Boston’s Beth Israel Deaconess Medical Center is gearing up to get data from patients’ consumer devices like Fitbit, Jawbone UP, or Withings weight scale into their EHR, according to CIO and emergency room physician Dr. John Halamka. Halamka says a number of factors make now the time for patient-generated data: devices have reached the maturity and ease of use needed to be a part of people’s care regimen; changing payment models are incentivizing the shift; and the emergence of middleware like Apple’s HealthKit will present hospitals with the piece that’s hitherto been missing in the patient generated data puzzle.
“In Massachusetts, it turns out fee for service is dying fast and being replaced with alternative quality contracts,” Halamka told MobiHealthNews. “Blue Cross pays you for wellness, not sickness. The idea of ordering five MRIs doesn’t get reimbursed; it’s ‘Here’s a fixed dollar amount to keep you healthy.’ And so hospitals and ACOs are now looking at continuous wellness, as opposed to more procedures, more hospitalizations, and more ED visits. It’s great that Withings or Jawbone or whatever is collecting this data on their website, but what I, as a CIO, need to do is gather the data on your medical record, inpatient, outpatient, devices in your home, and understand what I can do to keep you well.”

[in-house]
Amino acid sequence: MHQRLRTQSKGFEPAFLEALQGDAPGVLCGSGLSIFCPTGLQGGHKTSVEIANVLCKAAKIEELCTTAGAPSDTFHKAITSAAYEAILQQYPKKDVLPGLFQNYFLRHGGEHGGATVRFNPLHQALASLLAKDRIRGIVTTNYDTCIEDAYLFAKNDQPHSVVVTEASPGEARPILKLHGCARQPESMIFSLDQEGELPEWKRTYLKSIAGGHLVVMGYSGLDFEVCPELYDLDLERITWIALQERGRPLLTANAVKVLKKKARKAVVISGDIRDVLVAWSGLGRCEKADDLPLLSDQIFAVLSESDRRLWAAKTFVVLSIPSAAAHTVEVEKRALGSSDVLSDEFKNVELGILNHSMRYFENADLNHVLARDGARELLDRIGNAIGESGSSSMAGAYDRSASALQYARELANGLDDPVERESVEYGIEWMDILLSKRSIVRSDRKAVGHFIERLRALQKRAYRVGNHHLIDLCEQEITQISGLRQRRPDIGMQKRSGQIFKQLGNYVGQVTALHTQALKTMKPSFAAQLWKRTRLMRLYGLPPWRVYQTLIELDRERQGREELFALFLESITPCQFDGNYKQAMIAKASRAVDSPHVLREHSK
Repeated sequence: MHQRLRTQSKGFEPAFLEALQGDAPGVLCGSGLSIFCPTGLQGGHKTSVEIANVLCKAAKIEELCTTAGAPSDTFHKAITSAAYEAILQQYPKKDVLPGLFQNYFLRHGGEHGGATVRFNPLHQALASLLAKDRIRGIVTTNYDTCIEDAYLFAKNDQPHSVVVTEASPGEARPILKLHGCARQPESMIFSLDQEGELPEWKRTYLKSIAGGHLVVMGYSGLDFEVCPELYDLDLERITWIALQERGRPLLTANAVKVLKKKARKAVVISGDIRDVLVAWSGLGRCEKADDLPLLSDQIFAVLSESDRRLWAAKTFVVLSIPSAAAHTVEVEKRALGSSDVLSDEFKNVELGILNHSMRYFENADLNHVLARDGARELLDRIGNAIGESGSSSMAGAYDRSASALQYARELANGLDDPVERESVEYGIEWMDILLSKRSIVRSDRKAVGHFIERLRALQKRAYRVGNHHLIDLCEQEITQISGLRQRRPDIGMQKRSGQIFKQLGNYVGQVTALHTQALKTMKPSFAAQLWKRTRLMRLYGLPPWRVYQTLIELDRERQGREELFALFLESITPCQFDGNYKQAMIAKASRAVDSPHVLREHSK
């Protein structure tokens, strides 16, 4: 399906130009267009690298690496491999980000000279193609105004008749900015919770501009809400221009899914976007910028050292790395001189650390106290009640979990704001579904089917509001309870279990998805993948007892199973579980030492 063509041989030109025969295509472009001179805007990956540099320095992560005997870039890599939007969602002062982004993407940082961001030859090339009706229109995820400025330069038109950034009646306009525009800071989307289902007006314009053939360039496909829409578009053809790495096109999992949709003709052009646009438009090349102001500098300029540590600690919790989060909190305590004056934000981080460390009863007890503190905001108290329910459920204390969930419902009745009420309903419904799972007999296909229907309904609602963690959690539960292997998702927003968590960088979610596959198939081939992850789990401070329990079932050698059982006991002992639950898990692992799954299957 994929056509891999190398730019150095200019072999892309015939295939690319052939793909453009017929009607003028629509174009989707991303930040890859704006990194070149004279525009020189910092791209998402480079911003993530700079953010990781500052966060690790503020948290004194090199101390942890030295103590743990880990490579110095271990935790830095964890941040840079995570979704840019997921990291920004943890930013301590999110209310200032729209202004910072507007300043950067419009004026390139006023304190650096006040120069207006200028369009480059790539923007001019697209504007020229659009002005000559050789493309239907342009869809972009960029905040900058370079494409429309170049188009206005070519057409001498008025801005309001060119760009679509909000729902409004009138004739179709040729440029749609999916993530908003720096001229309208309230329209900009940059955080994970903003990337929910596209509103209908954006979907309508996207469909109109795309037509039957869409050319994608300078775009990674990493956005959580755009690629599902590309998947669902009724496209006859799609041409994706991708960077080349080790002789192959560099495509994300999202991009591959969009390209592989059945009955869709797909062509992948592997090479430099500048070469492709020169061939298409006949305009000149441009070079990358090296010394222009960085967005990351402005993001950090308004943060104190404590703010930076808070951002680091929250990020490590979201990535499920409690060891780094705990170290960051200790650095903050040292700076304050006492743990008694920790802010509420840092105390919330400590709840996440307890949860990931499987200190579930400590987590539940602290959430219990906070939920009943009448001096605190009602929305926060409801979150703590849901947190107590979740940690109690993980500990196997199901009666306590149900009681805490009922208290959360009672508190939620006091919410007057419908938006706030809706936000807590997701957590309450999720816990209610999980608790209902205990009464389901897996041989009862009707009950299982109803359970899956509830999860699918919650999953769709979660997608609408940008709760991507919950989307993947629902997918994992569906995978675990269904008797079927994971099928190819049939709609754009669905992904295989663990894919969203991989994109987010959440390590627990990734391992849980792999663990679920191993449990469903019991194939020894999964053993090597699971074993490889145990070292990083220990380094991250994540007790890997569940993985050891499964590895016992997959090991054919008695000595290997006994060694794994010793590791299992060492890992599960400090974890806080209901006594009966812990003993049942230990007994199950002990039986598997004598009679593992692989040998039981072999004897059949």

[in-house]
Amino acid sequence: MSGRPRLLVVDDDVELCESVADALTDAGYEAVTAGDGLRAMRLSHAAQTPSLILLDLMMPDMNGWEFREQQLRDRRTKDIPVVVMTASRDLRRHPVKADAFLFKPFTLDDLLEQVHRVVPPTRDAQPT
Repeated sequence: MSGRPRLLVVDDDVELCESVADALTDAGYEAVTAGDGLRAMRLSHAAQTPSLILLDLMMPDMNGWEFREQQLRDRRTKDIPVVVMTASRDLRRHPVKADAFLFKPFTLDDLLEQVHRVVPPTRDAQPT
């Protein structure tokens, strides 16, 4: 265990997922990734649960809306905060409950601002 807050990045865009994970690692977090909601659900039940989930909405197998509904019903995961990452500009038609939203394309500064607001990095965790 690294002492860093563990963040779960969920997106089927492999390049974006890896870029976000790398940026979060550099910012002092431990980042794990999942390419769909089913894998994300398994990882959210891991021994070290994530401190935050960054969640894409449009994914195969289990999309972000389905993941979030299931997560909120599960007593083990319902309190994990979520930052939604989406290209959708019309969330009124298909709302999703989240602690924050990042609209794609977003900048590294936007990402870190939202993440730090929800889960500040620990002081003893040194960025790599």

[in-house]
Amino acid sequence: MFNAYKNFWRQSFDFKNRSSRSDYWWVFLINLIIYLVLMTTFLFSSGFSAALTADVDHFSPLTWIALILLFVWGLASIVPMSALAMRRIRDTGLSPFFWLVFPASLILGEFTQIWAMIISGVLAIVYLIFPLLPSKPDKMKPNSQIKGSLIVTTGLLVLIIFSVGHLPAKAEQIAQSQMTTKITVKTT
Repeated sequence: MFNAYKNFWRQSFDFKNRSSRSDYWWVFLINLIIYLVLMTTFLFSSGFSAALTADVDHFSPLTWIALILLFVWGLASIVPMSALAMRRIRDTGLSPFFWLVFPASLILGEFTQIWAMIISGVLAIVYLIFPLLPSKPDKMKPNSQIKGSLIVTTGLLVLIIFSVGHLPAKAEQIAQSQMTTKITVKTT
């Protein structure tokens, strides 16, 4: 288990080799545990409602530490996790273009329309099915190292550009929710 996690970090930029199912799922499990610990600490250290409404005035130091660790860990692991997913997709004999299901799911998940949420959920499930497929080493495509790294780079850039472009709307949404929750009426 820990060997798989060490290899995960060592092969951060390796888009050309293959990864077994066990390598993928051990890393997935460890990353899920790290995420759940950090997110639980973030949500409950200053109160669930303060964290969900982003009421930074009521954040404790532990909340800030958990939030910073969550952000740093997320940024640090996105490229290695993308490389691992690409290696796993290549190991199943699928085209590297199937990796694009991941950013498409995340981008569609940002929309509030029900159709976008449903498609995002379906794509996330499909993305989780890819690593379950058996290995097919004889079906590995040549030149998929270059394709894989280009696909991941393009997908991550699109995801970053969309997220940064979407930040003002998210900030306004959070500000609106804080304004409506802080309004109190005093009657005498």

Halamka offered up his own Withings Pulse O2 tracker and weight scale as an example of what’s possible now from low-cost consumer trackers.
“You can look at my iPhone and say, ‘Oh, over the last week I walked 80,000 steps, my weight’s 170, my percentage of body fat is 8 percent. I’m sleeping 4 hours a night which is deep sleep followed by punctuated light sleep, followed by getting up once,’” he said. “I now have from a $100 device a complete understanding of activity of daily living and my basic functions as a human. That’s a maturity of technology and consumerization and ease of use that just didn’t exist until recent history.” Keep reading>>